• Maclehose Trail through the New Territories. Oxfam organizes a charity hike on this 100 km trail every November. Winning teams make it in about 11 to 12 hours, but most people take 30 to 36 hours to complete the entire route, which runs from the eastern end of the New Territories (Sai Kung) to the western end (Tuen Mun).
  • The Wilson Trail begins on Hong Kong Island and ends in the New Territories.

Hong Kong has exceptional rural landscapes to offer, but the influence of visitors is a problem. Please respect the landscape by taking your garbage home. Avoid using garbage cans in remote areas, as they are not emptied regularly and your waste could be scattered by hungry animals.

Hong Kong Outdoors and Journey to Hong Kong are full of information on hiking and camping, as well as other great activities and excursions in Hong Kong’s wilderness.


Regulated gambling is legal in Hong Kong:

  • Horse racing is the most popular and is described in more detail above.
  • Betting on soccer is only allowed at Hong Kong Jockey Club branches. Betting on other sports is not permitted.
  • The lottery is also only allowed in branches of the Hong Kong Jockey Club. Marksix is a popular game that costs $10 per bet. You draw 6 numbers out of 49 and the result of the lottery is announced on Tuesdays, Thursdays and weekends when there is no horse racing.
  • Mahjong (麻雀 ma jeuk) is also an integral part of Hong Kong’s gaming culture, although it is often informal and difficult for foreigners to participate. Mahjong has a strong influence on popular culture in Hong Kong, and there are a number of songs and movies that deal with mahjong. The game played in Hong Kong is the Cantonese version, whose rules and ranking differ from the Japanese version or from versions played in other parts of China. Mahjong parlors are plentiful in Hong Kong, although they are hard to find. They also have many unwritten rules that may be difficult for visitors to understand.

Food & Restaurants In Hong Kong

Cuisine plays an important role in the lives of many Hong Kong residents. Hong Kong is not only a showcase for Chinese cuisine with a wide regional diversity, but also offers an excellent selection of Asian and Western dishes. Although Western cuisine is often tailored to local tastes, Hong Kong is a good place for homesick travelers who are tired of Chinese food. The Michelin Guide to Hong Kong is considered the gold standard for good restaurants. Open Rice also has an excellent directory of local restaurants. It’s a pretty safe way to find a few hole-in-the-wall restaurants or eateries while enjoying good local food. According to Restaurant magazine, 4 of the top 100 restaurants in the world are in Hong Kong.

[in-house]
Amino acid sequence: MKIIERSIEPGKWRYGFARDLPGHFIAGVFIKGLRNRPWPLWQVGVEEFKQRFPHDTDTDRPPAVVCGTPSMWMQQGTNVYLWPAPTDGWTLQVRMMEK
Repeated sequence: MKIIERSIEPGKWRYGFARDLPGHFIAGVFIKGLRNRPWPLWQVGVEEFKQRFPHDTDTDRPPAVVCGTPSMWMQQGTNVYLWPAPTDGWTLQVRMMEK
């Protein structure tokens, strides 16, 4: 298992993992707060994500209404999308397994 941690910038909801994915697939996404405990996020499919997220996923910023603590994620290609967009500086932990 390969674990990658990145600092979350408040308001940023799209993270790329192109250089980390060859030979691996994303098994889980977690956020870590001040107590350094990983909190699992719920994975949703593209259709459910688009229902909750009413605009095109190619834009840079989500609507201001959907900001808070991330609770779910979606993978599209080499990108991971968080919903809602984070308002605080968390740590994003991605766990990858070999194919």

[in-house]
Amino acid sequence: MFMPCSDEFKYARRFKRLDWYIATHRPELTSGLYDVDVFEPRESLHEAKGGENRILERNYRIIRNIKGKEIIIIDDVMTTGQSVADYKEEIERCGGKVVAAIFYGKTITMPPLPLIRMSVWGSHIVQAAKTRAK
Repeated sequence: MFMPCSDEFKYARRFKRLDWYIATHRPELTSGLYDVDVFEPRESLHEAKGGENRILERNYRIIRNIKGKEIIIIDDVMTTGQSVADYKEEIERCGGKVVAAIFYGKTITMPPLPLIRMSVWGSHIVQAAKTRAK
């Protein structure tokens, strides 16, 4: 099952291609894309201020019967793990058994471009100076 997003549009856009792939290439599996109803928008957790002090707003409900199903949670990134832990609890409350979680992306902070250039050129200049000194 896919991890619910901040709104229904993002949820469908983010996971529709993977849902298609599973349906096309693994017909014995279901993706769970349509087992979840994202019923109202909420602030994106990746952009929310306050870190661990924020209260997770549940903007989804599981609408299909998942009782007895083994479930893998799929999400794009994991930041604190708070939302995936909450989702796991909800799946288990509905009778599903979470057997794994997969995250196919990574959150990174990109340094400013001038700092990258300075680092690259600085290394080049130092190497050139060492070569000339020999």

Because of its history as part of this region, it is not surprising that Hong Kong’s local cuisine is very similar to that of neighboring Guangdong. However, after more than a century of British rule, the British have also left their mark on the local cuisine: cakes and pastries are quite popular with the locals. Hong Kongers are also a little less adventurous than their Cantonese-speaking compatriots from mainland China, as some exotic ingredients such as dog and cat meat are banned in Hong Kong. In addition, there are dishes from virtually every region of China, as many famous mainland chefs fled to Hong Kong to escape persecution by the Communists after the Chinese Civil War.

You may meet locals who haven’t cooked at home in ten years. Locals love to go to restaurants, as it is much more convenient than sitting at home in crowded rooms. In front of many good restaurants, there can be long lines at peak times. Usually you have to register first, buy a ticket and wait for a seat to open up. Reservations are usually only an option at high-end restaurants.

Eating etiquette

Chinese food is usually eaten with chopsticks. However, restaurants serving Western food usually provide a knife, fork and spoon. Do not stick your chopsticks vertically into a bowl of rice, as this is reminiscent of burning incense sticks in temples and means that you wish death on those around you. Also, chopsticks should not be used to move bowls and plates or to make noise. In small restaurants, dishes may not be served with a serving spoon, although the staff will usually provide one if you ask.

Some Hong Kong customs must be respected: